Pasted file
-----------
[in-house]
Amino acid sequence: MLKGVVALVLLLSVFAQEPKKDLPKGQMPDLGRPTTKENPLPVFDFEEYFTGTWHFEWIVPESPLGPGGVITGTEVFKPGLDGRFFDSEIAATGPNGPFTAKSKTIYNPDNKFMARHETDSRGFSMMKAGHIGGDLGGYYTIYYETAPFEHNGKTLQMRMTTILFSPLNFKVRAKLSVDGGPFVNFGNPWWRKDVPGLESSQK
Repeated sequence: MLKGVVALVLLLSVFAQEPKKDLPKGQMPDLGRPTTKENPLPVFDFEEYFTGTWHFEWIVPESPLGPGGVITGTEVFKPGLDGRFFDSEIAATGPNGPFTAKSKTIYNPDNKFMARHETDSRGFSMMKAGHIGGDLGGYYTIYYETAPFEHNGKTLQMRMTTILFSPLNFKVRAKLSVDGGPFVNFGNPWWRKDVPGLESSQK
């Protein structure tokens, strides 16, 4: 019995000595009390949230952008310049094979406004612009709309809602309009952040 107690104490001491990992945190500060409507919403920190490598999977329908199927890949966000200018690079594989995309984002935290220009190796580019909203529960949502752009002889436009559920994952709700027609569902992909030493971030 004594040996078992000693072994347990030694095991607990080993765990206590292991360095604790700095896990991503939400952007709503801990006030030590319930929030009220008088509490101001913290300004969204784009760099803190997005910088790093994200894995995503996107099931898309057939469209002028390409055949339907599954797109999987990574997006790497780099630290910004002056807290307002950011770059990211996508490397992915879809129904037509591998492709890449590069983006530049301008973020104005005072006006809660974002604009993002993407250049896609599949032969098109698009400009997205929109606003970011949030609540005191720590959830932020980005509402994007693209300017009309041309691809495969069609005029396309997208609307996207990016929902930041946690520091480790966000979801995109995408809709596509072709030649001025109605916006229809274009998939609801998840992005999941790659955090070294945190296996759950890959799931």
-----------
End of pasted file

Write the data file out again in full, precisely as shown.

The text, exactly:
[in-house]
Amino acid sequence: MLKGVVALVLLLSVFAQEPKKDLPKGQMPDLGRPTTKENPLPVFDFEEYFTGTWHFEWIVPESPLGPGGVITGTEVFKPGLDGRFFDSEIAATGPNGPFTAKSKTIYNPDNKFMARHETDSRGFSMMKAGHIGGDLGGYYTIYYETAPFEHNGKTLQMRMTTILFSPLNFKVRAKLSVDGGPFVNFGNPWWRKDVPGLESSQK
Repeated sequence: MLKGVVALVLLLSVFAQEPKKDLPKGQMPDLGRPTTKENPLPVFDFEEYFTGTWHFEWIVPESPLGPGGVITGTEVFKPGLDGRFFDSEIAATGPNGPFTAKSKTIYNPDNKFMARHETDSRGFSMMKAGHIGGDLGGYYTIYYETAPFEHNGKTLQMRMTTILFSPLNFKVRAKLSVDGGPFVNFGNPWWRKDVPGLESSQK
């Protein structure tokens, strides 16, 4: 019995000595009390949230952008310049094979406004612009709309809602309009952040 107690104490001491990992945190500060409507919403920190490598999977329908199927890949966000200018690079594989995309984002935290220009190796580019909203529960949502752009002889436009559920994952709700027609569902992909030493971030 004594040996078992000693072994347990030694095991607990080993765990206590292991360095604790700095896990991503939400952007709503801990006030030590319930929030009220008088509490101001913290300004969204784009760099803190997005910088790093994200894995995503996107099931898309057939469209002028390409055949339907599954797109999987990574997006790497780099630290910004002056807290307002950011770059990211996508490397992915879809129904037509591998492709890449590069983006530049301008973020104005005072006006809660974002604009993002993407250049896609599949032969098109698009400009997205929109606003970011949030609540005191720590959830932020980005509402994007693209300017009309041309691809495969069609005029396309997208609307996207990016929902930041946690520091480790966000979801995109995408809709596509072709030649001025109605916006229809274009998939609801998840992005999941790659955090070294945190296996759950890959799931």